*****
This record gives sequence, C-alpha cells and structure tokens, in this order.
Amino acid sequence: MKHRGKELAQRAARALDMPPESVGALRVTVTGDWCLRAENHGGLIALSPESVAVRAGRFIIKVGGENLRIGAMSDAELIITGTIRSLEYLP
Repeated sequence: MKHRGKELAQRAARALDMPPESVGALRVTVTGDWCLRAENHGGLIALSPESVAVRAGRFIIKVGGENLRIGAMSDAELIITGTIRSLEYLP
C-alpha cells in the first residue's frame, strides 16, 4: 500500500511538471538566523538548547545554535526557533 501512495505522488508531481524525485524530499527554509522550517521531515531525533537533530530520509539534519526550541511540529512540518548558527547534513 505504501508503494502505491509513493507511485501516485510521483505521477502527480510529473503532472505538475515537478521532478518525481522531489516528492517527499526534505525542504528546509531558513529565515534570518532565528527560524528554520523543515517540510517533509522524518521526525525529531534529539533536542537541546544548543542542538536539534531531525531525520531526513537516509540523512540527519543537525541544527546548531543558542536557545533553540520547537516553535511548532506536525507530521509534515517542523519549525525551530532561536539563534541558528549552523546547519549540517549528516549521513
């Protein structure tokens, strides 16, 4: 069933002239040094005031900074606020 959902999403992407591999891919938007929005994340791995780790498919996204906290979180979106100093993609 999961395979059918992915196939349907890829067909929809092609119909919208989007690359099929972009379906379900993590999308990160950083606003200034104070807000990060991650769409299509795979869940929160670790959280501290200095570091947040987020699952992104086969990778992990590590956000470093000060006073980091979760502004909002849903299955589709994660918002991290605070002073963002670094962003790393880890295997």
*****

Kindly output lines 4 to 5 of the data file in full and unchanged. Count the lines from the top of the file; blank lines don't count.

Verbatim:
C-alpha cells in the first residue's frame, strides 16, 4: 500500500511538471538566523538548547545554535526557533 501512495505522488508531481524525485524530499527554509522550517521531515531525533537533530530520509539534519526550541511540529512540518548558527547534513 505504501508503494502505491509513493507511485501516485510521483505521477502527480510529473503532472505538475515537478521532478518525481522531489516528492517527499526534505525542504528546509531558513529565515534570518532565528527560524528554520523543515517540510517533509522524518521526525525529531534529539533536542537541546544548543542542538536539534531531525531525520531526513537516509540523512540527519543537525541544527546548531543558542536557545533553540520547537516553535511548532506536525507530521509534515517542523519549525525551530532561536539563534541558528549552523546547519549540517549528516549521513
């Protein structure tokens, strides 16, 4: 069933002239040094005031900074606020 959902999403992407591999891919938007929005994340791995780790498919996204906290979180979106100093993609 999961395979059918992915196939349907890829067909929809092609119909919208989007690359099929972009379906379900993590999308990160950083606003200034104070807000990060991650769409299509795979869940929160670790959280501290200095570091947040987020699952992104086969990778992990590590956000470093000060006073980091979760502004909002849903299955589709994660918002991290605070002073963002670094962003790393880890295997």